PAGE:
17

You seem to have a misunderstanding of generative models v.s. "recognizing" models. The grammar you have on the right generates words by applying rules, starting from the initial variable, and stopping after there are no more variables. Automata, however, recognize a language as follows: you feed the automaton a word, letter by letter, and the automaton ...


17

A complete graph is a graph with every possible edge; a clique is a graph or subgraph with every possible edge. That is, one might say that a graph "contains a clique" but it's much less common to say that it "contains a complete graph".


17

You don't need to first write all 3-tuples and then check, for each of them, whether it induces a triangle. You can just enumerate the 3-tuples one at a time and reject as soon as you find one that induces a triangle. If you reach past the last 3-tuple then the graph contains no triangle and you can accept.


15

One such metric which is very useful is the graph edit distance. In a nutshell, you are allowed a certain number of operations, each with a cost, such as edge insertion or edge deletion (depending on the context you may also add, relabel, remove vertices) to transform one graph into another. The distance between any two graphs is then the minimum total cost ...


15

The type of argument you are looking for is as follows: If graph isomorphism were NP-complete, then some widely believed complexity assumption fails. There are at least two such arguments: Schöning showed that if graph isomorphism is NP-complete then the polynomial hierarchy collapses to the second level (equivalently, $\Sigma_2^P = \Pi_2^P$). Babai's ...


14

If your graph is unweighted, or equivalently, all edges have the same weight, then any spanning tree is a minimum spanning tree. As you observed, you can use a BFS (or even DFS) to find such a tree in time linear in the number of edges.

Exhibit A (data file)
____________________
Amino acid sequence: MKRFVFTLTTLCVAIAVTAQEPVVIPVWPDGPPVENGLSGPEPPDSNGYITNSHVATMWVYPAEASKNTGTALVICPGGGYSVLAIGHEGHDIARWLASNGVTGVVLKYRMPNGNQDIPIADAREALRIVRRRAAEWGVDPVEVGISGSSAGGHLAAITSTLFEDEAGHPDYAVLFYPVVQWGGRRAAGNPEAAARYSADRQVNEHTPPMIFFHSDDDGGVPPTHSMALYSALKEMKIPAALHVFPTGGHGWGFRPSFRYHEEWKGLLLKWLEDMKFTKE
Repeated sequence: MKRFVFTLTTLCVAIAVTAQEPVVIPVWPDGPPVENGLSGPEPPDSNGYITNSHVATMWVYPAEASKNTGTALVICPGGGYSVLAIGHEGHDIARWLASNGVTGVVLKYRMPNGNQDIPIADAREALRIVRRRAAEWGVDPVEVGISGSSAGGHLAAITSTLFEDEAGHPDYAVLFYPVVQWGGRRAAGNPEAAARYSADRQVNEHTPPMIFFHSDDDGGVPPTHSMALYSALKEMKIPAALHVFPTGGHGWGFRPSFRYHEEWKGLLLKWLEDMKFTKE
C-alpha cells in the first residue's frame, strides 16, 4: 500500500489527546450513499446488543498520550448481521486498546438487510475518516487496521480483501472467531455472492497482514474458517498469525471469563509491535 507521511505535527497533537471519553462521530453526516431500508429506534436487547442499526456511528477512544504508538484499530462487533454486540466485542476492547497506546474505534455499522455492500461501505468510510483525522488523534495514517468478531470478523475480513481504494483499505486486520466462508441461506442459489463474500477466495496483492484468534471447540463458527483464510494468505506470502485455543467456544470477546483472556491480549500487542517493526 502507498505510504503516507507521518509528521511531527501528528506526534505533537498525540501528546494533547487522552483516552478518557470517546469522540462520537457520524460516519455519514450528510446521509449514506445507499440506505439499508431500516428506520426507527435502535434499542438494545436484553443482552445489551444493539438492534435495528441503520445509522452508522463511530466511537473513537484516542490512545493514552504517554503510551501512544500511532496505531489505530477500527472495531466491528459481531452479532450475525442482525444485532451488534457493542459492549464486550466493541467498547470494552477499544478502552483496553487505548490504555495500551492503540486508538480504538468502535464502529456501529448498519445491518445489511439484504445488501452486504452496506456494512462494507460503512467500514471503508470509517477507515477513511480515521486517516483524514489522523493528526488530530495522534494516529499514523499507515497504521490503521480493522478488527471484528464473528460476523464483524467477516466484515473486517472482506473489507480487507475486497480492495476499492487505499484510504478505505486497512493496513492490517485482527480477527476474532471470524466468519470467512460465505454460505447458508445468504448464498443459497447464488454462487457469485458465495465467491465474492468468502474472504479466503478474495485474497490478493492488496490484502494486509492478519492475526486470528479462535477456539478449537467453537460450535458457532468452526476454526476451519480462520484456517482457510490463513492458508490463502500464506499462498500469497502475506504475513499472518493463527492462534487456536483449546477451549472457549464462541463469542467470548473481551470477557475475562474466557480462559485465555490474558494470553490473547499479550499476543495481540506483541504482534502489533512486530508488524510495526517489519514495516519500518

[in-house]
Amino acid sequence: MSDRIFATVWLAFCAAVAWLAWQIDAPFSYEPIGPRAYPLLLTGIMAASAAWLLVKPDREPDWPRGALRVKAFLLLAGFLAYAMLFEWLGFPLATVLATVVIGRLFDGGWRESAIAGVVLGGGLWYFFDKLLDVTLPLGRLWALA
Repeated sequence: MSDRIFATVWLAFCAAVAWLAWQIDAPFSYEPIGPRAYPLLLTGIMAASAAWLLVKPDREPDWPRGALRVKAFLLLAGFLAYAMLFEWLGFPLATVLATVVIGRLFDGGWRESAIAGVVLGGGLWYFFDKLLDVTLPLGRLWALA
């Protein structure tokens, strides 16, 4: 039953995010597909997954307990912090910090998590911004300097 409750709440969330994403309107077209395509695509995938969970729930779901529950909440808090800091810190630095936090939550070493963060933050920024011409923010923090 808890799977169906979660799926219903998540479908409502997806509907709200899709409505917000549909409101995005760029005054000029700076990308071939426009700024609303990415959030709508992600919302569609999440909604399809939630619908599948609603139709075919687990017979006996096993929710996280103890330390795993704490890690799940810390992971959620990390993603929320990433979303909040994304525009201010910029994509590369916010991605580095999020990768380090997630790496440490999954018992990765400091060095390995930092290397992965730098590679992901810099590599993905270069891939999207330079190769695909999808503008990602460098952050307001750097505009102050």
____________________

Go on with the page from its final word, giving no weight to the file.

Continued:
14

For the more interested readers, there are some research on decomposition of graph into edge-disjoint spanning trees. For example, the classical papers On the Problem of Decomposing a Graph into $n$ Connected Factors by W. T. Tutte and Edge-disjoint spanning trees of finite graphs by C. St.J. A. Nash-Williams provides a characterization of graphs that ...


13

Make a BFS/DFS traversal on the graph. If you visited every vertex then it is connected otherwise not. Note: You have to apply BFS/DFS only one time on the graph


13

I can offer an example for super-exponentially many shortest paths and super-polynomially many minimum cuts. An example for many shortest s-t-paths you probably came up with is the layer graph, similar to the one here. Turns out we can use the same idea here -- all we have to do is use many layers so that there are many minimum cuts, and fiddle with the ...


13

Yes, there are even algorithms which are able to satisfy additional constraints. It can occur as a subtask during mesh generation. The vanilla algorithm is the Delaunay triangulation, which is closely related to the Voronoi diagram (in case you wonder why D.W. thinks that the Voronoi diagram answers your question).